Until recently, scientists were puzzled why an earthquake of only 7.5 magnitude caused a devastating tsunami that killed over 2,000 people on the island of Sulawesi in Indonesia in September of 2018. The earthquake didn’t even trigger the tsunami early warning system as normally a tsunami of the size (wave height up to 11m or 36 ft) would require an 8.4 or higher magnitude earthquake. A new study published in the journal Pure and Applied Geophysics has found that the cause of the tsunami was actually a marine landslide in Palu Bay on the west coast of Sulawesi. A combination of computer modeling and observation of the actual sea level data from the event was used to reach their conclusion. They observed a wave period that was very short, consistent with the 3 to 4 minutes expected based on the modeling of a marine landslide compared to the 15 to 60 minute periods for an earthquake-induced tsunami.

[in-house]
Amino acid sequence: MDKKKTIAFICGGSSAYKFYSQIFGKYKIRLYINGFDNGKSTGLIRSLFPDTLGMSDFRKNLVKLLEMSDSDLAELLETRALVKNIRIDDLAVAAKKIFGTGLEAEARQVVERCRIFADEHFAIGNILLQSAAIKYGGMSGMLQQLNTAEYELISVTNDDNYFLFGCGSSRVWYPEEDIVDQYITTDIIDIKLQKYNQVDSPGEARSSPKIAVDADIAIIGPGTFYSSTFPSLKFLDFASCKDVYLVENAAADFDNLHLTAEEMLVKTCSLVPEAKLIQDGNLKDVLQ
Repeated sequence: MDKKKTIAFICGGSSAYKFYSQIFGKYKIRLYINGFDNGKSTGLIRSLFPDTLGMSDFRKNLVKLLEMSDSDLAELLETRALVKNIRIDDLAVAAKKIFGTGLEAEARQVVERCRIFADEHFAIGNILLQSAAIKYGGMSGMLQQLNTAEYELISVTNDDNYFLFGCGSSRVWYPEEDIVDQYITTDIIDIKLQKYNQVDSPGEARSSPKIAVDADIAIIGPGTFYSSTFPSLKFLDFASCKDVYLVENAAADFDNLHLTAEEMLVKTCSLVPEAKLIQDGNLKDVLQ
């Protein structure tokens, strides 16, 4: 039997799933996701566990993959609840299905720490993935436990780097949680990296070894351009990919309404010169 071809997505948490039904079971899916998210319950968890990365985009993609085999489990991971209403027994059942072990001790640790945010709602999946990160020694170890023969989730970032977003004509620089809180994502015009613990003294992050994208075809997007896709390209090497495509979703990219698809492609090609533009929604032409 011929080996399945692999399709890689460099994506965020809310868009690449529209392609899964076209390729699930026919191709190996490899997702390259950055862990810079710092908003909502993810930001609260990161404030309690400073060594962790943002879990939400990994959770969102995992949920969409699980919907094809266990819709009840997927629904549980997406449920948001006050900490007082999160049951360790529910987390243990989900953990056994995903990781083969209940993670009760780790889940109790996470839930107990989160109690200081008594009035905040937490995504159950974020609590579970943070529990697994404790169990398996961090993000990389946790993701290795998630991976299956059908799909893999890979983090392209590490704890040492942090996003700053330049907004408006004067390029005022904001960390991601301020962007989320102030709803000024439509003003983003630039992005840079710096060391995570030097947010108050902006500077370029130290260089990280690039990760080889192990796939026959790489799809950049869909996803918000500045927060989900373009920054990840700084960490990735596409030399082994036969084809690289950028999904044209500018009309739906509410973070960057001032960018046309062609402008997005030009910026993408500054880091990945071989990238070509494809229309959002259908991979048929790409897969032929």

The Chilliwack Times reports that the City of Chilliwack will pay 80% of the assessed home value for up to 42 homes in an Eastern Hillside subdivision that are located on a slow moving landslide. The issue was first noticed in 2001 and several homes have had significant damage, but most are currently undamaged. The City denies any responsibility, but it’s legal counsel recommended a settlement. (Photo by Paul J. Henderson, Chilliwack Times)
Normally the geotechnical engineer for the subdivision would be held accountable. But apparently the slip surface is located 30-m below grade, much deeper than borings for a typical investigation for a subdivision. I wonder if there were any geologists consulted? Click through for a Google map view of the area and you can do your own armchair photogeology quarterbacking! Your heart does go out to the people losing their homes, they had no idea. But it could be worse, they could be in La Jolla and be getting squat.
The National Geodetic Data Center (NGDC) of NOAA has an online collection of photos of various geologic hazards. Many of the photos are from older sets of 35mm slides that have been digitized. They are free to use provided you credit the photographer and the NGDC as the source. The would be really useful for educators and for powerpoint presentations. The only drawback is that they are in TIF format and some of them could use some retouching. (Photo by University of Colorado, made available by NOAA/NGDC)